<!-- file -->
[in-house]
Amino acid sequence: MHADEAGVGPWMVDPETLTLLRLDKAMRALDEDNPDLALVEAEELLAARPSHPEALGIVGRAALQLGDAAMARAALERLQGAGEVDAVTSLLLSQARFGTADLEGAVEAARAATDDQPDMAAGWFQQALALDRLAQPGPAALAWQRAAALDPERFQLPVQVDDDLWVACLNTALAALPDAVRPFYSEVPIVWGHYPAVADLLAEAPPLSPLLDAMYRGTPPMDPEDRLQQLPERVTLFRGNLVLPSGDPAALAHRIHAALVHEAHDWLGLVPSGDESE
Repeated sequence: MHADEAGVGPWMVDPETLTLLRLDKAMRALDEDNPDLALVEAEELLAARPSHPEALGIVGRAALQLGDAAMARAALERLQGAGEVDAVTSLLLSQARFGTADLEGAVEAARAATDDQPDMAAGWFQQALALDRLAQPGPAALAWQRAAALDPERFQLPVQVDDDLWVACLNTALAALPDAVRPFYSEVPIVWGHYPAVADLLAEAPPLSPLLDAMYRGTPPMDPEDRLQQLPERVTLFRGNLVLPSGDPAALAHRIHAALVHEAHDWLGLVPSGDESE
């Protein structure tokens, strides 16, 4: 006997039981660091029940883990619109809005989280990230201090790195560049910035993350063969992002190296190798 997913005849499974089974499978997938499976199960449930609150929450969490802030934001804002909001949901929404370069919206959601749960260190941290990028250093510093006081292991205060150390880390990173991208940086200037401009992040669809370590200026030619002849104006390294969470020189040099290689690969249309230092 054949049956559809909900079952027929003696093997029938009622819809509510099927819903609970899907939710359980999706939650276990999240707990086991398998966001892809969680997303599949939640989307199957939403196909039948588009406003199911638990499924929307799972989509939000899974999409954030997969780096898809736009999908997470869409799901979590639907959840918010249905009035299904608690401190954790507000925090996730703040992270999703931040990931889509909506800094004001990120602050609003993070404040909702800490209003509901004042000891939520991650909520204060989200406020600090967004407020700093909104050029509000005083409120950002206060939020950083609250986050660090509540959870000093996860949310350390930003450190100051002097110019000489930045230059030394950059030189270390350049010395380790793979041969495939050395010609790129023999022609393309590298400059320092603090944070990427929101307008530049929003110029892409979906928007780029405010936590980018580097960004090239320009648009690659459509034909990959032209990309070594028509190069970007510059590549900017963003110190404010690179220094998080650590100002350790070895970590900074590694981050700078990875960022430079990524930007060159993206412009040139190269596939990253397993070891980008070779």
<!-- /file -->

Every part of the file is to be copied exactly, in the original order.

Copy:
[in-house]
Amino acid sequence: MHADEAGVGPWMVDPETLTLLRLDKAMRALDEDNPDLALVEAEELLAARPSHPEALGIVGRAALQLGDAAMARAALERLQGAGEVDAVTSLLLSQARFGTADLEGAVEAARAATDDQPDMAAGWFQQALALDRLAQPGPAALAWQRAAALDPERFQLPVQVDDDLWVACLNTALAALPDAVRPFYSEVPIVWGHYPAVADLLAEAPPLSPLLDAMYRGTPPMDPEDRLQQLPERVTLFRGNLVLPSGDPAALAHRIHAALVHEAHDWLGLVPSGDESE
Repeated sequence: MHADEAGVGPWMVDPETLTLLRLDKAMRALDEDNPDLALVEAEELLAARPSHPEALGIVGRAALQLGDAAMARAALERLQGAGEVDAVTSLLLSQARFGTADLEGAVEAARAATDDQPDMAAGWFQQALALDRLAQPGPAALAWQRAAALDPERFQLPVQVDDDLWVACLNTALAALPDAVRPFYSEVPIVWGHYPAVADLLAEAPPLSPLLDAMYRGTPPMDPEDRLQQLPERVTLFRGNLVLPSGDPAALAHRIHAALVHEAHDWLGLVPSGDESE
């Protein structure tokens, strides 16, 4: 006997039981660091029940883990619109809005989280990230201090790195560049910035993350063969992002190296190798 997913005849499974089974499978997938499976199960449930609150929450969490802030934001804002909001949901929404370069919206959601749960260190941290990028250093510093006081292991205060150390880390990173991208940086200037401009992040669809370590200026030619002849104006390294969470020189040099290689690969249309230092 054949049956559809909900079952027929003696093997029938009622819809509510099927819903609970899907939710359980999706939650276990999240707990086991398998966001892809969680997303599949939640989307199957939403196909039948588009406003199911638990499924929307799972989509939000899974999409954030997969780096898809736009999908997470869409799901979590639907959840918010249905009035299904608690401190954790507000925090996730703040992270999703931040990931889509909506800094004001990120602050609003993070404040909702800490209003509901004042000891939520991650909520204060989200406020600090967004407020700093909104050029509000005083409120950002206060939020950083609250986050660090509540959870000093996860949310350390930003450190100051002097110019000489930045230059030394950059030189270390350049010395380790793979041969495939050395010609790129023999022609393309590298400059320092603090944070990427929101307008530049929003110029892409979906928007780029405010936590980018580097960004090239320009648009690659459509034909990959032209990309070594028509190069970007510059590549900017963003110190404010690179220094998080650590100002350790070895970590900074590694981050700078990875960022430079990524930007060159993206412009040139190269596939990253397993070891980008070779």